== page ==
Attend lecture and Women in STEM luncheon

Dr. Kay Kirkpatrick
Dr. Kay Kirkpatrick

Dr. Kay Kirkpatrick, Mathematician and Physicist of U. Illinois and MIT, will speak at the university and host a lunch for women in STEM this Friday, April 13.

The American Mathematical Society UNL Graduate Chapter will proudly host Dr. Kay Kirkpatrick on Friday. We cordially invite you to her colloquium titled “Bio-Logic: New Views on Biology and Computation” from 4-4:50 p.m. in Avery 115. Note that this lecture is free and open to the public, so feel free to bring family or friends.

In addition, the AMS Graduate Chapter, with funding from the Graduate Student Assembly, is delighted to offer the opportunity for a limited number of undergraduate and graduate women in STEM fields to meet Dr. Kirkpatrick over lunch from 11:30 a.m. to 1 p.m. on Friday, April 13. The lunch is an RSVP-only event, limited to 50 women with priority given to women in STEM fields. If you wish to RSVP, please fill out the following form by copying and pasting it into your browser:

If you know of an undergraduate woman in your department who may enjoy this opportunity, please forward her the details to RSVP.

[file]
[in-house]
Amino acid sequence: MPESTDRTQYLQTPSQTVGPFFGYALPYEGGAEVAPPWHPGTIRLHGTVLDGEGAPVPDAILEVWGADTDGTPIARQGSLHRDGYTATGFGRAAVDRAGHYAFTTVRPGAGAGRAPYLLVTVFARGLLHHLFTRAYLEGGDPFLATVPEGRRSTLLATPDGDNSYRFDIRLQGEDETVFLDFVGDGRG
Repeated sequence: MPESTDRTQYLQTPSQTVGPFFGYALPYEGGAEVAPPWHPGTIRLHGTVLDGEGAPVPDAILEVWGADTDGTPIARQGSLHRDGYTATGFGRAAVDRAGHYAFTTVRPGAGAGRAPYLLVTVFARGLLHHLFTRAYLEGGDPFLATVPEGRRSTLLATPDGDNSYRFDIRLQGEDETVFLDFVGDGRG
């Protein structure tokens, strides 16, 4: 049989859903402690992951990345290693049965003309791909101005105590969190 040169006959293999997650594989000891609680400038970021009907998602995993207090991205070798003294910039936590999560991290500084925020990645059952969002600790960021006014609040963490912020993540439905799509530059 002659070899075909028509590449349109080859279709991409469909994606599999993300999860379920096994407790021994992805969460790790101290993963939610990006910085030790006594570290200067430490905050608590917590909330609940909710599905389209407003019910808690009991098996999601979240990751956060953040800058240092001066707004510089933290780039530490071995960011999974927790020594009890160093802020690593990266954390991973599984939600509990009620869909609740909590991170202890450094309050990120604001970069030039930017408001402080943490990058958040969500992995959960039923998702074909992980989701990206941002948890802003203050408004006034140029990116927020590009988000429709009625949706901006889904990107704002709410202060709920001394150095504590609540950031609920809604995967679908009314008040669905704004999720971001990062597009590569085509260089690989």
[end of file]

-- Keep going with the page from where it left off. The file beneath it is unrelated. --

Bio: Dr. Kay Kirkpatrick earned her Ph.D. in Mathematics from U.C. Berkeley in 2007. In subsequent years, she held an NSF Postdoctoral Fellowship at MIT, worked as a Courant Instructor/Pire Fellow at NYU, and was a visiting professor at Paris IX Dauphine. Last fall she was a Simons Fellow Visiting Associate Professor of Mathematics at MIT, and she is currently an Associate Professor of Mathematics and Physics at the University of Illinois at Urbana-Champaign. Her research spans an incredible number of topics in mathematics, physics, and computational biology, including, but not limited to: quantum groups and von Neumann algebras, quantum and classical statistical mechanics, computational probability, spin models of ferromagnets and superconductors, and most recently, foundations of computer science, cognitive science, and artificial intelligence.

Abstract: We will discuss newly defined machines that out-perform Turing machines. In his unpublished 1948 paper, Intelligent Machinery, Alan Turing identified several types of machines, with one dichotomy that is false, between active and controlling machines. I’ll introduce a new kind of machine and define a subtype, an automatic biochemical machine, that is equivalent to a deterministic Turing machine with two oracle machines as adjuncts. Joint work with O. Osuagwu.